c. 1400, "a sieve, a kitchen device;" by mid-15c. in the general sense of "one who or which shakes," agent noun from shake (v.).
From 1640s it was applied (with capital initial) to Christian sects whose devotional exercises gave some participants enthusiastic convulsions (compare Quaker). The best-known among the sects, originally followers of Mother Ann Lee but later based in America, were so called from 1784. The adjective with reference to furniture styles associated with these Shakers is recorded from 1866.
The meaning "container for mixing cocktails, etc." is recorded from 1868 (ancient Greek had seison as the name of a kind of vase, literally "shaker"). Related: Shakeress; Shakerism.
c. 1600, "of the nature of or characterized by democracy; pertaining to democracy," from French démocratique, from Medieval Latin democraticus, from Greek demokratikos "of or for democracy; favoring democracy," from demokratia "popular government" (see democracy). Earlier was democratian (1570s), democratical (1580s). Related: Democratically.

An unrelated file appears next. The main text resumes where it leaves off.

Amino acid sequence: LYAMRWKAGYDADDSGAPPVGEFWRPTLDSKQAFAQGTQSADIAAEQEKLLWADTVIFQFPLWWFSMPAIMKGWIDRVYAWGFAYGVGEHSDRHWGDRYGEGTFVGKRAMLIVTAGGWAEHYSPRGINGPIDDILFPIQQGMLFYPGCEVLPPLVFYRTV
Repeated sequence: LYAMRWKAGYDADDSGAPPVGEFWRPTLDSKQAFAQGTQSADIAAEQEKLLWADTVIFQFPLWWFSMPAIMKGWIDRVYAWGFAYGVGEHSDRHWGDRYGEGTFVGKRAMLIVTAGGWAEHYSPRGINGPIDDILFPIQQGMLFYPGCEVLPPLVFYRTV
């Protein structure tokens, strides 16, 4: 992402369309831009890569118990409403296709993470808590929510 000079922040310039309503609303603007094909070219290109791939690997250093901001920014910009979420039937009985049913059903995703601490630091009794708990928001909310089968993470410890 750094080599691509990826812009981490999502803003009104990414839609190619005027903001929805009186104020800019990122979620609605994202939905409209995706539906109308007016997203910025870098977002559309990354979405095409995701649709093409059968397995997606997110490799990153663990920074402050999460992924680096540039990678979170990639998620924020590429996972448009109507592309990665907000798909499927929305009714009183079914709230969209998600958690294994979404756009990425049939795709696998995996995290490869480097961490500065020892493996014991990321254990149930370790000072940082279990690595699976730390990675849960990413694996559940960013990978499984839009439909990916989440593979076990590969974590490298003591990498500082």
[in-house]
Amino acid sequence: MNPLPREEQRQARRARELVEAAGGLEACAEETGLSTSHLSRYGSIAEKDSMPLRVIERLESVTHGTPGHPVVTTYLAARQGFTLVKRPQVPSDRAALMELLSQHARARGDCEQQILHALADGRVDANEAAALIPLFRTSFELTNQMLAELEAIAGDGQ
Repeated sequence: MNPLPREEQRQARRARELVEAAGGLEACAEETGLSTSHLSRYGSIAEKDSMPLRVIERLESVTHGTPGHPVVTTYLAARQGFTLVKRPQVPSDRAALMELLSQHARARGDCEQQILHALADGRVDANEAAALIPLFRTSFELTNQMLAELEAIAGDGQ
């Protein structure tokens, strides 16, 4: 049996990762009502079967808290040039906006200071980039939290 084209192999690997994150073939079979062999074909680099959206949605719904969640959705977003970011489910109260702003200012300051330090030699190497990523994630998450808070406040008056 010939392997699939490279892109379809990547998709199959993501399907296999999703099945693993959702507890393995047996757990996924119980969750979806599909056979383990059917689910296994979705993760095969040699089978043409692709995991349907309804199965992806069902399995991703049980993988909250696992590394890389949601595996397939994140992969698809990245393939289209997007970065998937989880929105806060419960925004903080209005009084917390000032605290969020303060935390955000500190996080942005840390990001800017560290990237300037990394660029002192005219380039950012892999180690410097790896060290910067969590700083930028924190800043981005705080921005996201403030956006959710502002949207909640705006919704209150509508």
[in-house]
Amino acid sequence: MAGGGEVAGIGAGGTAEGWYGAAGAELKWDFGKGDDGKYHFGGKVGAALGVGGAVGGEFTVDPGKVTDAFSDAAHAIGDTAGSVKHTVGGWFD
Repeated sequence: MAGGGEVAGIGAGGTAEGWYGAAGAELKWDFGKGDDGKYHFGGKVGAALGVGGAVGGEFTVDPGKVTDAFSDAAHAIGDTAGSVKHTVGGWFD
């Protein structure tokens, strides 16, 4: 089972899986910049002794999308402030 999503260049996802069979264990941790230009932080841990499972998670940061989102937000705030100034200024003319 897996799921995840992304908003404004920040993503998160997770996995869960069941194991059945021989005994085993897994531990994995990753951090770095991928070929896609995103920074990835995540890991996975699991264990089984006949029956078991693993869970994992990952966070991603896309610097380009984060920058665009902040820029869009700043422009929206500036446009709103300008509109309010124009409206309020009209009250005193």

As a political faction name, from 1790 in reference to France. U.S. political usage (with a capital D) attested from c. 1800. The party originally was the Anti-Federal party, then the Democratic-Republican (Democratic for short). It formed among those opposed to extensive powers for the U.S. federal government. The name of the party was not formally shortened to Democratic until 1829. Democratic socialism is attested from 1849.
the surname (also Munroe, etc.) is said to be ultimately from the River Roe in Derry, Ireland. James Monroe (1758-1831), the fifth U.S. president, was in office from 1817 to 1825. The Monroe Doctrine (so called from 1848) is a reference to the principles of policy contained in his message to Congress on Dec. 2, 1823. Monrovia, the capital of Liberia, also was named for him at its founding in 1822 by the American Colonization Society.
In terms of national psychology, the Monroe Doctrine marked the moment when Americans no longer faced eastward across the Atlantic and turned to face westward across the continent. [Daniel Walker Howe, "What Hath God Wrought"]